object result = json:value( `{"key": "hello", "value": "world"}` ) 
if atom( result ) then 
    -- result is an error number 
end if 
 
map m = result[J_VALUE] 
 
object key   = map:get( m, "key" ) 
object value = map:get( m, "value" ) 
 
display( `key = "[1]", value = "[2]"`, 
    {key[J_VALUE],value[J_VALUE]} ) 

Output

key = "hello", value = "world" 

Example 3

-- 
-- Create a simple JSON object. 
-- 
include std/json.e 
 
-- a JSON_OBJECT is a map of key/value pairs 
object test = json:new(JSON_OBJECT, { 
    -- a JSON_OBJECT is a map of key/value pairs 
    -- values get converted to JSON_STRING automatically 
    {"key", "hello"}, 
    {"value", "world"} 
}) 
 
json:write(1, test) 

Output

{ 
    "key": "hello", 
    "value": "world" 
} 

Example 4

-- 
-- Create a complex JSON object. 
-- 
include std/json.e 
 
object test = json:new(JSON_OBJECT, { 
    -- a JSON_OBJECT is a map of key/value pairs 
    {"array", json:new(JSON_ARRAY, {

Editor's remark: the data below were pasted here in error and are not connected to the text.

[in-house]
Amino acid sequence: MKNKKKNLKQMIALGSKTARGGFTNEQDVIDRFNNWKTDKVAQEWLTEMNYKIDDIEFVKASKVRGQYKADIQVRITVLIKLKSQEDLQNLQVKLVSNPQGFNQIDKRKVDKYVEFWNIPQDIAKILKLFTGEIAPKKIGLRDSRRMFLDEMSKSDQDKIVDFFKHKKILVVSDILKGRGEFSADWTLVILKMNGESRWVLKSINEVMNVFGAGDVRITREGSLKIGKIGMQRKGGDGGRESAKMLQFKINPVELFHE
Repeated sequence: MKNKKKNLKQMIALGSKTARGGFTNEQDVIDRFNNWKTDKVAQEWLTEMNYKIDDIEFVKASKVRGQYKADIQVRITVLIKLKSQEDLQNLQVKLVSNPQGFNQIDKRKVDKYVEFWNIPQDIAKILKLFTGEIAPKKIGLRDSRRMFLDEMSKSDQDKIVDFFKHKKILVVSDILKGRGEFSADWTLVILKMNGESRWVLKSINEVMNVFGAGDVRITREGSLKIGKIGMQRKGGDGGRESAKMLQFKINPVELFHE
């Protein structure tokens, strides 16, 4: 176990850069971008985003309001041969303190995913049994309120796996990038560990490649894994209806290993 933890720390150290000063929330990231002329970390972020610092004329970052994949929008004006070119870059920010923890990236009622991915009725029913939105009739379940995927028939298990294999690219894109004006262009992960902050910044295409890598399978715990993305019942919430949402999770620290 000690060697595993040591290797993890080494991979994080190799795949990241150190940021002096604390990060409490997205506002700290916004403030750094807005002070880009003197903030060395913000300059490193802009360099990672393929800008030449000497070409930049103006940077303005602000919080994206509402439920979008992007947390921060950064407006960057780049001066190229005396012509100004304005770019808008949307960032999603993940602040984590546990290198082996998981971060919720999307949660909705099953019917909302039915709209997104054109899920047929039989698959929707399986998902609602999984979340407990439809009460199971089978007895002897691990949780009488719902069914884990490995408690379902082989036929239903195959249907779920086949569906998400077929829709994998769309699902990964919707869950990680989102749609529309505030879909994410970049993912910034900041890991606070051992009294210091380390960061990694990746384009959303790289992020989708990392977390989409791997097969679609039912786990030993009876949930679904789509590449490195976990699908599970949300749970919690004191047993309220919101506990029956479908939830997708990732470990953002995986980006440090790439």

-- JSON_ARRAY is a sequence of values, which can be nested JSON_OBJECTs 
        json:new( JSON_OBJECT, { {"name","one"}, {"value",1} } ), 
        json:new( JSON_OBJECT, { {"name","two"}, {"value",2} } ), 
        json:new( JSON_OBJECT, { {"name","three"}, {"value",3} } ), 
        json:new( JSON_OBJECT, { {"name","four"}, {"value",4} } ), 
        json:new( JSON_OBJECT, { {"name","five"}, {"value",5} } ) 
    })} 
}) 
 
json:write(1, test) 

Output

{ 
    "array": [ 
        { 
            "value": 1, 
            "name": "one" 
        }, 
        { 
            "value": 2, 
            "name": "two" 
        }, 
        { 
            "value": 3, 
            "name": "three" 
        }, 
        { 
            "value": 4, 
            "name": "four" 
        }, 
        { 
            "value": 5, 
            "name": "five" 
        } 
    ] 
} 

-Greg

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2. Re: Euphoria JSON parser

What does it do?

Kat

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3. Re: Euphoria JSON parser

katsmeow said...

What does it do?

Kat

It's a JSON parser. It parses JSON. It also allows you to create JSON objects in memory and output them as JSON text.

With this, you can make use of REST APIs that send and receive JSON data by combining this with http_get() and http_post() calls. Or you could just store some data in a portable human-readable format. Or support importing and exporting data that is compatible with other applications and services.